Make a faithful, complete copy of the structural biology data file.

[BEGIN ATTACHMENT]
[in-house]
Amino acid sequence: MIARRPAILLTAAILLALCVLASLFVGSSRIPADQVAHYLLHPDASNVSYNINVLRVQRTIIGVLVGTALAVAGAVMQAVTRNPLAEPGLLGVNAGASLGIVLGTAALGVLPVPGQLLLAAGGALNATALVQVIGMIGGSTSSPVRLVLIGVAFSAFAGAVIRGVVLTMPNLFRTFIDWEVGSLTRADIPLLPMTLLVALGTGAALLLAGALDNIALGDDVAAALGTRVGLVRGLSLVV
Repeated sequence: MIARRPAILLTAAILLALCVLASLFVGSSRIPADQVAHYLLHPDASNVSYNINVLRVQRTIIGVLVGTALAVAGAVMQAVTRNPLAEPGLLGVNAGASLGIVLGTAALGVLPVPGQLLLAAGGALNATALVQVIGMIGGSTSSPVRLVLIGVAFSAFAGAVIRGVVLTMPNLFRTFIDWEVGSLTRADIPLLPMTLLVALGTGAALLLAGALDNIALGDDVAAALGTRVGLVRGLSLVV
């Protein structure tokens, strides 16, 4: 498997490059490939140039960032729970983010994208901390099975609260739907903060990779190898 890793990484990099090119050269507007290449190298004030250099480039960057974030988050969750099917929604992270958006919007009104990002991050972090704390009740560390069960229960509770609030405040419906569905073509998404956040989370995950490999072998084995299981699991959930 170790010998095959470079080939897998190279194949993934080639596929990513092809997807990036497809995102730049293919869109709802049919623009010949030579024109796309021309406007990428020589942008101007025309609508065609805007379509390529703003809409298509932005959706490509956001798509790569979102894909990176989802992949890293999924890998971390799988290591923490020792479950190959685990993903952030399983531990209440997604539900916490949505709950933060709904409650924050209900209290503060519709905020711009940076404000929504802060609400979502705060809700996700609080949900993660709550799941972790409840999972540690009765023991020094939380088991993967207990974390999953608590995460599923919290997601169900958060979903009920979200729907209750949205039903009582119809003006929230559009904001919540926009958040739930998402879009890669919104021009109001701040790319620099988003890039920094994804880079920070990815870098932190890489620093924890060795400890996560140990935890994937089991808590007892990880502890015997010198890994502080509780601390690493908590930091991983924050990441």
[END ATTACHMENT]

[in-house]
Amino acid sequence: MIARRPAILLTAAILLALCVLASLFVGSSRIPADQVAHYLLHPDASNVSYNINVLRVQRTIIGVLVGTALAVAGAVMQAVTRNPLAEPGLLGVNAGASLGIVLGTAALGVLPVPGQLLLAAGGALNATALVQVIGMIGGSTSSPVRLVLIGVAFSAFAGAVIRGVVLTMPNLFRTFIDWEVGSLTRADIPLLPMTLLVALGTGAALLLAGALDNIALGDDVAAALGTRVGLVRGLSLVV
Repeated sequence: MIARRPAILLTAAILLALCVLASLFVGSSRIPADQVAHYLLHPDASNVSYNINVLRVQRTIIGVLVGTALAVAGAVMQAVTRNPLAEPGLLGVNAGASLGIVLGTAALGVLPVPGQLLLAAGGALNATALVQVIGMIGGSTSSPVRLVLIGVAFSAFAGAVIRGVVLTMPNLFRTFIDWEVGSLTRADIPLLPMTLLVALGTGAALLLAGALDNIALGDDVAAALGTRVGLVRGLSLVV
């Protein structure tokens, strides 16, 4: 498997490059490939140039960032729970983010994208901390099975609260739907903060990779190898 890793990484990099090119050269507007290449190298004030250099480039960057974030988050969750099917929604992270958006919007009104990002991050972090704390009740560390069960229960509770609030405040419906569905073509998404956040989370995950490999072998084995299981699991959930 170790010998095959470079080939897998190279194949993934080639596929990513092809997807990036497809995102730049293919869109709802049919623009010949030579024109796309021309406007990428020589942008101007025309609508065609805007379509390529703003809409298509932005959706490509956001798509790569979102894909990176989802992949890293999924890998971390799988290591923490020792479950190959685990993903952030399983531990209440997604539900916490949505709950933060709904409650924050209900209290503060519709905020711009940076404000929504802060609400979502705060809700996700609080949900993660709550799941972790409840999972540690009765023991020094939380088991993967207990974390999953608590995460599923919290997601169900958060979903009920979200729907209750949205039903009582119809003006929230559009904001919540926009958040739930998402879009890669919104021009109001701040790319620099988003890039920094994804880079920070990815870098932190890489620093924890060795400890996560140990935890994937089991808590007892990880502890015997010198890994502080509780601390690493908590930091991983924050990441």